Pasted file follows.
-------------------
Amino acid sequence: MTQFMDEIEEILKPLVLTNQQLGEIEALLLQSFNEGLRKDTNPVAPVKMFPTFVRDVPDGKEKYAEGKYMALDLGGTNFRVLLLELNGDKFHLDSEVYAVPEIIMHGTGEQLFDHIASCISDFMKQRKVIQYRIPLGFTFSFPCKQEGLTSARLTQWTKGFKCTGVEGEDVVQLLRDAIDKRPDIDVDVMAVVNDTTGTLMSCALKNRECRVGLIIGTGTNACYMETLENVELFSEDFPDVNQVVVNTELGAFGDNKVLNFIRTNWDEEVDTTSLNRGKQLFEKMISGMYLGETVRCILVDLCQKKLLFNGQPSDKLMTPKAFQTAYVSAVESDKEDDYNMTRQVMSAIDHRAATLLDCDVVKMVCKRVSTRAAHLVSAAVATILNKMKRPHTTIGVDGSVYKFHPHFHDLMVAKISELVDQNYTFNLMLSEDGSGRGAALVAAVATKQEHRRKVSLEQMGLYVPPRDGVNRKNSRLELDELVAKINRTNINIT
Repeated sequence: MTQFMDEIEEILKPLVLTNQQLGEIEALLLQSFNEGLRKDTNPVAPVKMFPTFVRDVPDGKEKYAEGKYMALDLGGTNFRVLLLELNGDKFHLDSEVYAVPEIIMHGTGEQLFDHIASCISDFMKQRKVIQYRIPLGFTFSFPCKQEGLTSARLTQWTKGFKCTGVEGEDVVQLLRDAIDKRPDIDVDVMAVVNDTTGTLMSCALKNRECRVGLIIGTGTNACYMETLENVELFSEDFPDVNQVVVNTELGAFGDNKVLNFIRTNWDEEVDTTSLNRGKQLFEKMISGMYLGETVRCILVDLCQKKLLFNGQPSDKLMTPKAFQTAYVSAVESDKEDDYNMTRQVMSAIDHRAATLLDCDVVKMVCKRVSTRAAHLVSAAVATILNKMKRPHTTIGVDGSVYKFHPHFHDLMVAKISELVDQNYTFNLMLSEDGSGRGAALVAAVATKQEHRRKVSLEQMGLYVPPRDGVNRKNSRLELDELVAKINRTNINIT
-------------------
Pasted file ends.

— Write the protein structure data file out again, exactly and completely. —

Amino acid sequence: MTQFMDEIEEILKPLVLTNQQLGEIEALLLQSFNEGLRKDTNPVAPVKMFPTFVRDVPDGKEKYAEGKYMALDLGGTNFRVLLLELNGDKFHLDSEVYAVPEIIMHGTGEQLFDHIASCISDFMKQRKVIQYRIPLGFTFSFPCKQEGLTSARLTQWTKGFKCTGVEGEDVVQLLRDAIDKRPDIDVDVMAVVNDTTGTLMSCALKNRECRVGLIIGTGTNACYMETLENVELFSEDFPDVNQVVVNTELGAFGDNKVLNFIRTNWDEEVDTTSLNRGKQLFEKMISGMYLGETVRCILVDLCQKKLLFNGQPSDKLMTPKAFQTAYVSAVESDKEDDYNMTRQVMSAIDHRAATLLDCDVVKMVCKRVSTRAAHLVSAAVATILNKMKRPHTTIGVDGSVYKFHPHFHDLMVAKISELVDQNYTFNLMLSEDGSGRGAALVAAVATKQEHRRKVSLEQMGLYVPPRDGVNRKNSRLELDELVAKINRTNINIT
Repeated sequence: MTQFMDEIEEILKPLVLTNQQLGEIEALLLQSFNEGLRKDTNPVAPVKMFPTFVRDVPDGKEKYAEGKYMALDLGGTNFRVLLLELNGDKFHLDSEVYAVPEIIMHGTGEQLFDHIASCISDFMKQRKVIQYRIPLGFTFSFPCKQEGLTSARLTQWTKGFKCTGVEGEDVVQLLRDAIDKRPDIDVDVMAVVNDTTGTLMSCALKNRECRVGLIIGTGTNACYMETLENVELFSEDFPDVNQVVVNTELGAFGDNKVLNFIRTNWDEEVDTTSLNRGKQLFEKMISGMYLGETVRCILVDLCQKKLLFNGQPSDKLMTPKAFQTAYVSAVESDKEDDYNMTRQVMSAIDHRAATLLDCDVVKMVCKRVSTRAAHLVSAAVATILNKMKRPHTTIGVDGSVYKFHPHFHDLMVAKISELVDQNYTFNLMLSEDGSGRGAALVAAVATKQEHRRKVSLEQMGLYVPPRDGVNRKNSRLELDELVAKINRTNINIT